Relaunched last year in stainless steel, two-tone and rose gold, the Cartier Santos continues to be a vital part of the Maison’s modern offering. For this month’s issue of Wristy Business, we spent a few days testing out the 39.8mm model in two-tone steel & yellow gold. Word to the wise: this is a piece that leaves a serious impression on the wrist, thanks to its clarified design, comfortable fit, and suite of wearability-enhancing features. Cartier has managed to inject new life into what ranks among its most iconic shaped watches — and the result is nothing short of spectacular.
As the Santos marketing push has intensified, the general public have become increasingly familiar with the eponymous watch’s origins. The Santos’s beginnings as a turn-of-the-century pilot’s watch, manufactured at the behest of Brazilian aviation pioneer Alberto Santos-Dumont are well-documented (you can read our SIHH 2018 coverage below), so in the interest of brevity I’ll spare you another sermon from the mount.
Suffice to say, over the years, Cartier has made dozens (if not hundreds) of variations on the basic Santos design first set down in 1911. With the notable exception of the bracelet — added in 1978 — the exposed screws, square-ish bezel, and Roman numerals we now think of as classic Santos details haven’t changed in over a century. In that sense, the new models aren’t a massive departure from the vernacular of prior years, though thoughtful new details — some big, others minuscule — encourage wearers to reexamine the Santos in a contemporary context with fresh eyes.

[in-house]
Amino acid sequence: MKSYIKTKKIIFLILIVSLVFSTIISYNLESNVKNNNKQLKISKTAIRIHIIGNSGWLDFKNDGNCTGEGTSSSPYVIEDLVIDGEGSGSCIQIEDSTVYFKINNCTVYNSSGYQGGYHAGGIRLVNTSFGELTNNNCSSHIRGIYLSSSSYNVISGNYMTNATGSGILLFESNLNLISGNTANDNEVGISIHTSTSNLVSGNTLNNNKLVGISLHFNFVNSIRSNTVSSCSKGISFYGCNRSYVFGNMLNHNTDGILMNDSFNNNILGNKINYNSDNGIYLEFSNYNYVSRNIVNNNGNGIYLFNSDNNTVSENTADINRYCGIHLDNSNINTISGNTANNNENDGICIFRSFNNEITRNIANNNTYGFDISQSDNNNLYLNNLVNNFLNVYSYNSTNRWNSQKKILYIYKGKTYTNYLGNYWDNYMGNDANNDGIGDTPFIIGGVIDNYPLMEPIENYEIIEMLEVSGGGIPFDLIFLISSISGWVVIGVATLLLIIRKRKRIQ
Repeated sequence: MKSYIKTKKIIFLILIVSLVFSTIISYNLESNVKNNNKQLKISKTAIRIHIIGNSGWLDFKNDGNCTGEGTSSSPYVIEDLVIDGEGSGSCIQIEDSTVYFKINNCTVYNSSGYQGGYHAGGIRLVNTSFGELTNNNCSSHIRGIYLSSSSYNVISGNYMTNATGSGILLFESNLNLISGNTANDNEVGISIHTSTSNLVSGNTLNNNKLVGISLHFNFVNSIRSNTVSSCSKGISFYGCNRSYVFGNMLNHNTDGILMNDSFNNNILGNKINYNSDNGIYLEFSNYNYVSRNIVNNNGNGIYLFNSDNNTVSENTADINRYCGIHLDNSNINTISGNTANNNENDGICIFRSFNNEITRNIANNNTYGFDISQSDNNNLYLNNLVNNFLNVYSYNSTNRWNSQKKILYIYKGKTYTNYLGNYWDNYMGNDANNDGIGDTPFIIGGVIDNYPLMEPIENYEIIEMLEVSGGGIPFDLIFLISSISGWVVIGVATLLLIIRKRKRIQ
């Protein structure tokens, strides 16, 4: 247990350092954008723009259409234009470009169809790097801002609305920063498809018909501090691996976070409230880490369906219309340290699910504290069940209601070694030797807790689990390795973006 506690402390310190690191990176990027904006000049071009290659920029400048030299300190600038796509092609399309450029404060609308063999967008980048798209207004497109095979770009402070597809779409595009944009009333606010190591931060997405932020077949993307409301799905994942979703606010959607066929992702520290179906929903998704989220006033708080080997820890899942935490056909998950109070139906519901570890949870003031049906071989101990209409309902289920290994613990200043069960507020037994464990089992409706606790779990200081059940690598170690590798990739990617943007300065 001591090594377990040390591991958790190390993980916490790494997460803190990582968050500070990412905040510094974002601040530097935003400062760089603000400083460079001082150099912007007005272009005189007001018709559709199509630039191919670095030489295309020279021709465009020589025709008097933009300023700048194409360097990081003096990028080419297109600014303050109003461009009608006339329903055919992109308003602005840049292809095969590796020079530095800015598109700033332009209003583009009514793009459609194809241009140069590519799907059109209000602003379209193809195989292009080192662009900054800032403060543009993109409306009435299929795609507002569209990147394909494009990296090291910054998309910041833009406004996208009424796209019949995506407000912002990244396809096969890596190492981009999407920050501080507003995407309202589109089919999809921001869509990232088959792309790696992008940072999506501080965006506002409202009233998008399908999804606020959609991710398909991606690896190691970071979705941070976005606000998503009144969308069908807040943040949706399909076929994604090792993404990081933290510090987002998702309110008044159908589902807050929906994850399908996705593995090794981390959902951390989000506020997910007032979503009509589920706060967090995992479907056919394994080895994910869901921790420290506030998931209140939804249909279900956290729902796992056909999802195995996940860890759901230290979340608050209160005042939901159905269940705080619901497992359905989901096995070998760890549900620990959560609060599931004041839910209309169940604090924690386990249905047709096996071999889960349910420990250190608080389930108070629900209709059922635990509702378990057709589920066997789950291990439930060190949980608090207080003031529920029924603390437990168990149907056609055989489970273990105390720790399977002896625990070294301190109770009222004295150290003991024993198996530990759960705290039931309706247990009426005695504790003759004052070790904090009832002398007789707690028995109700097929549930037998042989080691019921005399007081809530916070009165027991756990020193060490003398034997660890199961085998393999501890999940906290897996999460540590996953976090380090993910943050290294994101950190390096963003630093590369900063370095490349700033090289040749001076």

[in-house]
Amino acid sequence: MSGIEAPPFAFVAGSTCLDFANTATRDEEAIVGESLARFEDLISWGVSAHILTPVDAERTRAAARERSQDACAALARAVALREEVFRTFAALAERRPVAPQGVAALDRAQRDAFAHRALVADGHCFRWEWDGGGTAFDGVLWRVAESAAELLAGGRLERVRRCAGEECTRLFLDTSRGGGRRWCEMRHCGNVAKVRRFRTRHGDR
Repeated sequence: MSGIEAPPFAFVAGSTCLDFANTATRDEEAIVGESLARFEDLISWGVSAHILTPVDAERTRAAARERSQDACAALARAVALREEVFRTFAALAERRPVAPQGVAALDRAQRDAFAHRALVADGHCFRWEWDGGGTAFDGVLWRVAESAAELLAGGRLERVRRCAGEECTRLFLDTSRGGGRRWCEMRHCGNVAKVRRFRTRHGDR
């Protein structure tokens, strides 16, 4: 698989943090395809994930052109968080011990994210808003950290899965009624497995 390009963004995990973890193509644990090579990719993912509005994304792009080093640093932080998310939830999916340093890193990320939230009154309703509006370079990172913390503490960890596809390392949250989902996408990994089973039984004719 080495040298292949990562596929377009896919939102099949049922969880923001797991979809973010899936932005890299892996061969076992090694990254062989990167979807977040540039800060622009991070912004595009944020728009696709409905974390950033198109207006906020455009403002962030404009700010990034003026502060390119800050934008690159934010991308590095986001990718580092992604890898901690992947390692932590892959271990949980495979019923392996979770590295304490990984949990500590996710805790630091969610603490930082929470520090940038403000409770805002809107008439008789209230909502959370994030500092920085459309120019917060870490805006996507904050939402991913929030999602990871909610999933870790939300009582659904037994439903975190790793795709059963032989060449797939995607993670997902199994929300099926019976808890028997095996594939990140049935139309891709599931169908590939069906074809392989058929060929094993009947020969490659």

Infusing classic standards with new energy
Perhaps the easiest way to articulate my feelings about the new Santos is to mention all of the bits that feel familiar: from a top-down perspective this model possesses the same, square-ish profile of the original; and includes a bezel punctuated by eight evenly distributed screws. On the dial, the execution is about as classic as they come. An enamel-white backdrop lends plenty of contrast to the Maison’s signature elliptical Roman numerals; all of which surround a Deco-inspired railway minute track.
For Cartier purists, the one piece of dial furniture that’s likely to raise an eyebrow is the date window — occupying the 6 o’clock position in lieu of a conventional ‘VI’ index. It’s a small gripe, but unlike the vast majority of tweaks that have been made to the modern Santos, the addition of the date window feels a little arbitrary — diluting the otherwise elegantly straightforward design language in favour of something that can used to up-sell casual wearers. (Purists can breathe a sigh of relief knowing the smaller version of this model, measuring 35.1mm x 41.9mm, features a dial without the date window.)
Thankfully all of Cartier’s other changes prove to be for the better. Yes, the distinctive geometry of the original Santos persists, but several subtle tweaks have also given the modern incarnation noticeably more tension, and therefore visual interest than its predecessor. At a distance, the lugs appear to flow seamlessly into the caseband — this phenomenon is particularly noticeable on the cabochon side of the watch — and the sensation of an integrated, nearly singular object is repeated in the bezel (note how the upper and lower edges ‘fuse’ with the end links of the bracelet).